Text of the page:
Ever since Link Wray’s ‘Rumble’ was banned from several US radio stations, we’ve known the power of distortion. Puritan radio censors in the 1950s thought the harsh sound “glorified juvenile delinquency”. Over 40 years later, rock is no longer popular music and guitarists are drowning in an endless tide of overdrive, distortion and fuzz pedals.
To move a guitarist out of their slump with an overdrive pedal is to force them to rediscover the visceral power of a filthy rock tone just like Link Wray once did. EarthQuaker Device’s Plumes Small Signal Shredder could be the pedal to do that. EQD hail from the small town of Akron, Ohio in the US and in case you’re wondering why it sounds familiar, it’s because it’s also the home of 2000s blues rock duo The Black Keys. The band and the company are inextricably linked, as their first fuzz pedal was developed in 2006 by the band’s then-tour manager and sometimes-tech, Jamie Stillman; the Hoof Fuzz. It fit guitarist Dan Auerbach’s raunchy grit tone perfectly, and rolled into the successful international company it is today. The Plumes Small Signal Shredder still derives most of its spirit from the Hoof, and manages to evoke the nasty tones Auerbach relished all those years ago.
Inside the box, the pedal is kept in the kind of drawstring bag you might normally expect to receive deer milk skincare in, but don’t be fooled; this is a brawny little unit. Aesthetically, it’s got a nice balance between the affectations of a family company and mass-produced workhorse units like the Big Muff. A lime green finish is broken up by yellow targets and “Plumes” in the brand’s goofy font. It’s as light (approx. 400 grams) and compact (120mm x 63.5mm x 57.15mm) as you’d want for a staple pedal that will presumably occupy a vital functional position on your pedalboard. It’s powered by a bog standard 9v power supply with, reasonably enough, no battery option. The Plumes has the three-pronged dial setup you, a pedal monster, know is par for the course; level, tone and gain.
The Plumes Signal Shredder is designed to be paired with a valve amplifier; frankly, if you don’t have one, keep fiddling with digital FX. If you do though, you’re in luck because the Plumes ingenious circuitry produces a tone warm enough to wear this accursed winter. Broadly, it’s a highly transparent sound with plenty of chime and bite across its range. A lot of this clarity is attained through the internal split of the 9v power supply into +/- 9v. It’s a surprisingly diverse tonal range, spanning British Invasion style crunch to a doom metal fuzz.
The three way switch is the conduit to the three different distortion parameters. Mode 1 is going to give you a delightfully choppy telecaster crunch, particularly if you’re belting it out of a sizable clean amp. Turning the tone anti-clockwise, I was able to dial it back for a muted, muddier sound that works for something like fusion. Turning it back and pumping up the gain gave me a post punk spike. Behind the specs, this is the work of symmetrical clipping with a pair of light emitting diodes. Mode 2 is an undulating clean boost, which is great for any nasty, overdriven solos you have. In the circuitry, the two diodes are switched off so you’re just getting the core OpAmp drive and its searing clarity. Mode 3 is what most teenage noodlers will gravitate toward; it’s a screamer. This is definitely the Plumes’ pièce de résistance, with a beautiful saturated tone. Leave the tone on high to rip out the best rendition of ‘Maggot Brain’ you’ve ever done; pump up the gain and mute the tone and you’ve got a bonafide Melvins fuzz. I think the latter was the most surprising, with the Plumes able to produce a lot of body. This is enabled by, similar to EQD’s screamer, an asymmetrical silicon diode arrangement.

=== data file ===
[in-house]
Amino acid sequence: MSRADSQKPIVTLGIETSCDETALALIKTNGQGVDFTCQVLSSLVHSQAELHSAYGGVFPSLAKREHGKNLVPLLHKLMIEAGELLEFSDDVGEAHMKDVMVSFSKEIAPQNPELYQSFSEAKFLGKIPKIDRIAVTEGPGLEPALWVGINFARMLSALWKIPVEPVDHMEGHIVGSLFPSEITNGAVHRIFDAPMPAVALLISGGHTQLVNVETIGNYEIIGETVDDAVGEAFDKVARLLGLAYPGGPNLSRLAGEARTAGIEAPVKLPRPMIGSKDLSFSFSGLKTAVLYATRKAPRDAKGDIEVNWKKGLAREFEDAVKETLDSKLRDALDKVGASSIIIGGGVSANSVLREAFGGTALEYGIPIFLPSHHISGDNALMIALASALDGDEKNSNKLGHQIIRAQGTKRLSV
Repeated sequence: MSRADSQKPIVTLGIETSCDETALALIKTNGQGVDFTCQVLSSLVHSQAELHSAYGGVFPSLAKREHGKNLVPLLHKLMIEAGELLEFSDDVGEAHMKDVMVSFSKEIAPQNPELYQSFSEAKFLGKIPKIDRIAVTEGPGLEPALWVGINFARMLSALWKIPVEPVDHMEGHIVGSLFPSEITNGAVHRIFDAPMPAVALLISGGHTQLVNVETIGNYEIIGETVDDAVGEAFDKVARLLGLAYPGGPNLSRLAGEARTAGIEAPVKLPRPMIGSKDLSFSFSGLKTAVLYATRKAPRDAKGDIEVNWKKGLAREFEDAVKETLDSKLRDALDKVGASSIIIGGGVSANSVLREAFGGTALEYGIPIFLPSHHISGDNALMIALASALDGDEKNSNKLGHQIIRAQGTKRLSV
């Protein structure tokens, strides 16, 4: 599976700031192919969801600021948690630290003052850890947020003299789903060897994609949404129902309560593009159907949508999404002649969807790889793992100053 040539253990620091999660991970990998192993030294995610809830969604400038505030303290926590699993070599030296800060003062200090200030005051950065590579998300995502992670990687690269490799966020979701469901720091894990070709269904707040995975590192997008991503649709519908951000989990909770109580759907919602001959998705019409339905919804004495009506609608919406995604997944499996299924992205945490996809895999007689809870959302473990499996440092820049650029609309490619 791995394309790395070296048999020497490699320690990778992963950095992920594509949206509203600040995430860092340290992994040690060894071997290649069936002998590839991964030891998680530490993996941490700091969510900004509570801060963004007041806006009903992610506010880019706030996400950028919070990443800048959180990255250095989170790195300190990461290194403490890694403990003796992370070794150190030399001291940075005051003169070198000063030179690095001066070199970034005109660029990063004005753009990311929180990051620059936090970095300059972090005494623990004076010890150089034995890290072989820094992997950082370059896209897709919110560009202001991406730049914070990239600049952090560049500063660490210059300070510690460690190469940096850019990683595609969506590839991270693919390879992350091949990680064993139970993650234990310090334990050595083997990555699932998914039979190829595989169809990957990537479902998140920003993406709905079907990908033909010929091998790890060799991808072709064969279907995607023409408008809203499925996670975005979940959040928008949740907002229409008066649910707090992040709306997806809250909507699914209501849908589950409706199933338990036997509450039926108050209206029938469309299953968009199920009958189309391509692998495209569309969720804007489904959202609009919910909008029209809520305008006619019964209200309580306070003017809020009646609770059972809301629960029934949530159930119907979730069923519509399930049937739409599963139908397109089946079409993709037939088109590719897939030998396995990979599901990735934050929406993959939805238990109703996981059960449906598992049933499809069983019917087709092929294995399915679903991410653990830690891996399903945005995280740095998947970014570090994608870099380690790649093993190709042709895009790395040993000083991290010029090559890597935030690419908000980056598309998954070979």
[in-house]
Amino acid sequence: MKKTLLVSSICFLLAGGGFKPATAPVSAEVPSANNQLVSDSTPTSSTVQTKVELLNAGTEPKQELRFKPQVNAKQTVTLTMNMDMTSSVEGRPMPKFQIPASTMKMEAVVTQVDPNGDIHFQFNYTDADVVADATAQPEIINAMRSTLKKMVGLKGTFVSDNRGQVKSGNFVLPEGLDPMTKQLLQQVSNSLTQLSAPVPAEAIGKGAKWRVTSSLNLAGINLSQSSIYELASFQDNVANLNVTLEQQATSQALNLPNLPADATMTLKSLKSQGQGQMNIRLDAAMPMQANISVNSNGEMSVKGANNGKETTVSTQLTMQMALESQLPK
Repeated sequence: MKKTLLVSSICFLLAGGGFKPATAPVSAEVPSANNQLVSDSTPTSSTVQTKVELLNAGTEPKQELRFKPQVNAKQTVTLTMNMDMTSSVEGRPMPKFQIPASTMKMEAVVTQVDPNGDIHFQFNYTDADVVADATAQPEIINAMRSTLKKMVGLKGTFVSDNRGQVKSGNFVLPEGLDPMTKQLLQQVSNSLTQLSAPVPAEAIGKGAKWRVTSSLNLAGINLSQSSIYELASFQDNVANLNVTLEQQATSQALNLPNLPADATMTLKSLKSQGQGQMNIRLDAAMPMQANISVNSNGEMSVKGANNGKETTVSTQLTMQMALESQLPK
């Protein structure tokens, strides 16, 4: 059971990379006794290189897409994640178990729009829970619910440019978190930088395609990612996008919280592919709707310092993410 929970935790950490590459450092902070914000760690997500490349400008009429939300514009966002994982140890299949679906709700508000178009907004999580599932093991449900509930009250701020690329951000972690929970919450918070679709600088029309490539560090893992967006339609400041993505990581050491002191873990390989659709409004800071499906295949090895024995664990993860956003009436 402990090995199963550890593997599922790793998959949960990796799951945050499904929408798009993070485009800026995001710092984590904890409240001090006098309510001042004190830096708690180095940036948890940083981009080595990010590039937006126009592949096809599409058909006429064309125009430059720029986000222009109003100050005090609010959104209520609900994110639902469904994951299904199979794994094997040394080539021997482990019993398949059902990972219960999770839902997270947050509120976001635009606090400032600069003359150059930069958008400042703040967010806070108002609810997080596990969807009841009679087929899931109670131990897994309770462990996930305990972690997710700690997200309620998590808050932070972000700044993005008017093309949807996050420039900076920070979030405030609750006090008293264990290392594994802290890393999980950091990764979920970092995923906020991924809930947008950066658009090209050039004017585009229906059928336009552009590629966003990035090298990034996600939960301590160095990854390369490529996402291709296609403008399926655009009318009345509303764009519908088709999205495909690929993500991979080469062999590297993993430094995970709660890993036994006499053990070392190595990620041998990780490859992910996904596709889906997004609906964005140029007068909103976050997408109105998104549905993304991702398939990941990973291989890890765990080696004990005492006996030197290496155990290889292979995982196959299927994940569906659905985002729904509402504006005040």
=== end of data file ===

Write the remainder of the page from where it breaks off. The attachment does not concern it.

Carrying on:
What makes the Plumes an extra nifty tool is its price point. For younger players, it could be the bridge to a monsterous distortion that a cheaper valve amp won’t be able to achieve all on its own. The all-analogue pedal tramples any digital alternative for sound. It’s the sound of Akron, Ohio packed into a pretty little unit that any guitarist should consider adding to their arsenal. Try and make distortion dangerous again.
Hits and Misses
Great tonal range, from crunch to sludgy fuzz
Cheap, but well built and aesthetically pleasing unit
Nothing worth mentioning at the price point